Covid-19 and asymptomatic transmission

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Since the first cluster of cases of the novel coronavirus was reported in China last December, scientists have been racing to get a better understanding of the Covid-19, and how to stop its spread. It has been proved that the pathogen of Covid-19 is severe acute respiratory syndrome coronavirus 2 (SARS-CoV-2), which has high homology with SARS-CoV. Similar to SARS-CoV, the dominant SARS-CoV-2 transmission mode is human-to-human transmission. Differently from SARS, the reproductive number (R0) is higher. Furthermore, the transmission of SARS occurs during the symptomatic period. For Covid-19, numerous asymptomatic infections were found among close contacts of confirmed patients. While asymptomatic transmission does occur, no one knows for sure how frequently it happens. Studies and models have suggested that many of infected persons never show symptoms. However, it remains an open question whether they are a large force driving transmission. The messages that have come from the scientific community have been sometimes confused and conflicting.

What does “to be asymptomatic” mean?

Like many aspects of this pandemic, the answer to what to be asymptomatic means is complicated. Asymptomatic means a person who has been infected by the virus, but does not feel sick or develop any symptoms. However, asymptomatic infections may be associated with subclinical lung abnormalities, as detected by computed tomography (CT). In studies from Japan and South Korea, the lungs of asymptomatic people were found to have abnormalities, revealed as hazy regions on their CT scans — the distinctive “ground-glass opacities” that have become a well-known sign of Covid-19. Moreover, persons who are currently categorized as having asymptomatic Covid-19 infections appear on a spectrum ranging from those who are truly asymptomatic to those who have mild symptoms but don’t seek medical support.  The latter group is sometimes referred to as “pauci-symptomatic” or “subclinical” because they are below the threshold of detection by the healthcare system. These people rarely alter their daily activity, so no one knows they are infected. Pre-symptomatic means a person who does not show the symptoms in the early stages of the illness but will developsthem later on. The difficulty of distinguishing asymptomatic persons from those who are merely pre-symptomatic is a stumbling block. To be clear, the asymptomatic individual is infected with SARS-CoV-2 but will never develop symptoms of Covid-19. In contrast, the pre-symptomatic individual is similarly infected but eventually will develop symptoms. It is well known that for those who are not asymptomatic, the time between infection and the onset of symptoms can range from one to 14 days. Most infected persons show symptoms within five to six days.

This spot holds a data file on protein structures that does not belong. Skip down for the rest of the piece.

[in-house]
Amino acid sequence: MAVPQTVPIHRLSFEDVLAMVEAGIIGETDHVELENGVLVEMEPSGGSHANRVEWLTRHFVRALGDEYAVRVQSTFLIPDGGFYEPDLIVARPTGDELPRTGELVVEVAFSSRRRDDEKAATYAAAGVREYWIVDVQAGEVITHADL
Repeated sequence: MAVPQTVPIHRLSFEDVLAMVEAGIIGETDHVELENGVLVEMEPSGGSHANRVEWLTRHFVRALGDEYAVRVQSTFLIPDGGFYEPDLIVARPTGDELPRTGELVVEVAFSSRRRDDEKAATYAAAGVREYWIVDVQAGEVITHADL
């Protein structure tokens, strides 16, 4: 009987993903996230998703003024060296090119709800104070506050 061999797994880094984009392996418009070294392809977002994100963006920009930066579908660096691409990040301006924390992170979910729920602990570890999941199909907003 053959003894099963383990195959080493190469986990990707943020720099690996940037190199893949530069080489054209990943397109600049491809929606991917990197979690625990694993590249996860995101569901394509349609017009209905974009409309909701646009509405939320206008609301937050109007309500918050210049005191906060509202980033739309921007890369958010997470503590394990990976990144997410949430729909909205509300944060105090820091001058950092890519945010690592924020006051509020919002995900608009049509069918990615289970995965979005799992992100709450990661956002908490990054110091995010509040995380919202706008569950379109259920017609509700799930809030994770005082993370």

How many persons with Covid-19 are without symptoms?